Results of District 51 review released

A recently released analysis of School District 51 operations found plenty to celebrate as well as room for improvement.

The district applied for and received a state grant this year to have 10 former Colorado educators spend two weeks in September in the district talking to administrators, teachers, children and parents. The Comprehensive Appraisal for District Improvement (CADI) review resulted in a thick report praising the district’s many alternative academic options and student interventions.

The report also advised the district to further examine the effectiveness of its organizational structure; open communication between schools, teachers and departments; better define academic goals; and commit to high expectations.

The arrival of the report coincides with district plans to formulate a five-year strategic plan for the district that will mark its start date this summer.

Superintendent Steve Schultz said the report will help contribute to the plan’s creation, plus an interim plan that will immediately set goals for the district using information from the review and Colorado Students Assessment Program data.

“The kind of feedback we got is far-reaching,” Schultz said. “It points out some things we can work on now and some we’ll be working on for years.”

The review suggestions aren’t expensive, Schultz said, but they do call for revamping communication and organization in the district along with expecting more of students and instructors.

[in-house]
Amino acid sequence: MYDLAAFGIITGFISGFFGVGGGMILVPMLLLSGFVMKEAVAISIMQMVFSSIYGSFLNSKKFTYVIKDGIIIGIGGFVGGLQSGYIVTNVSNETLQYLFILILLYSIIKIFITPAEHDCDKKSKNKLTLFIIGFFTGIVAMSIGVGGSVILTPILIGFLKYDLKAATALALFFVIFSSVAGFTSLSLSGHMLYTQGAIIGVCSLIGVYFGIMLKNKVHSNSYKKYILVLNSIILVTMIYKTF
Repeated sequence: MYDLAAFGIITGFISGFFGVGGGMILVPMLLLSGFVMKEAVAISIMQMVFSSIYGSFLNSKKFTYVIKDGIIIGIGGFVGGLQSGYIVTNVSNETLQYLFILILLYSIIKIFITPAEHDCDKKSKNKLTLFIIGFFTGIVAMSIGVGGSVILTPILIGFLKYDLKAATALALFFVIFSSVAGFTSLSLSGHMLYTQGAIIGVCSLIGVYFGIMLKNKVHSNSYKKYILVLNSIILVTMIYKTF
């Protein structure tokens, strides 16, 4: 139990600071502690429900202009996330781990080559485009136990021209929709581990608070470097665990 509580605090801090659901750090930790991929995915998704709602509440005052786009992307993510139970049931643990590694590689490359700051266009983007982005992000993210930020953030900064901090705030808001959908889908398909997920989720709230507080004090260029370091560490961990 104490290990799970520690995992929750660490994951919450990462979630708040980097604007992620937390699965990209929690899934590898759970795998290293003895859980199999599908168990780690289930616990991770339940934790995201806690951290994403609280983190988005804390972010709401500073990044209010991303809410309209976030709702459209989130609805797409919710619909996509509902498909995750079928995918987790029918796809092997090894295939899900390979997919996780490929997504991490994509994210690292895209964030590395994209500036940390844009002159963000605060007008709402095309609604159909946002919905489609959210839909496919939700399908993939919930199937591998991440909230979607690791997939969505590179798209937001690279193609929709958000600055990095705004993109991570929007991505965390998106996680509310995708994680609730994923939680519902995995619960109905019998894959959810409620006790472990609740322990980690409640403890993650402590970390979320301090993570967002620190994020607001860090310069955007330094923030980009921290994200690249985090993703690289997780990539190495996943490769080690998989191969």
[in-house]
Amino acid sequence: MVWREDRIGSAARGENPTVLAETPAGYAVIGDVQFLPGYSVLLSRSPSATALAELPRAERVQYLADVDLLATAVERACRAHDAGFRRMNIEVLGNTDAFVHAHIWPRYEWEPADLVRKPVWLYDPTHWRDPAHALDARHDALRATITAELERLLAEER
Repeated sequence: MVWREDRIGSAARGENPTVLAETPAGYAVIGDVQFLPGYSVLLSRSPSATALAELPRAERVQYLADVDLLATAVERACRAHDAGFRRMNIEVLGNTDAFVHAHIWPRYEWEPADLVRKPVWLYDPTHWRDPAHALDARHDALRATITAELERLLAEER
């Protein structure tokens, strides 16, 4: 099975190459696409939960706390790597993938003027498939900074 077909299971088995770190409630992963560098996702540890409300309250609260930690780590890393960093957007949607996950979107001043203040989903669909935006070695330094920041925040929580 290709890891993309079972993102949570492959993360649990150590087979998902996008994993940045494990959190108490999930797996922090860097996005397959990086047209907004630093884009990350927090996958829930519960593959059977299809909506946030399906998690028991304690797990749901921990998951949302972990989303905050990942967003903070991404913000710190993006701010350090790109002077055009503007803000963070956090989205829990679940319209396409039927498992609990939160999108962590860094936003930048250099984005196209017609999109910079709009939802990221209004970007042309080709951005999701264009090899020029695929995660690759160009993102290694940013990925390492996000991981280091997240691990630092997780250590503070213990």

“It’s going to cause us to rethink how resources are distributed in the district,” Schultz said, adding some jobs or duties may be changed or eliminated for efficiency.

Schultz, Support Services Executive Director Melissa Callahan DeVita and the executive directors of the district’s elementary, middle and high schools, are in the process of formulating interim and long-term plan goals for the district and figuring out ways the district could meet those goals following the review.

Tentative goals formulated by the group for the interim plan include improving curriculum, instruction and assessment; increasing accountability for actions, initiatives and results; improving management of district resources; and streamlining communication.

Schultz said he wants the success or failure of those goals to be clearly measurable and have their progress measured as often as possible.

The district likely will form a steering committee to examine the goals and receive input on them from community members during meetings in the spring, Schultz said.


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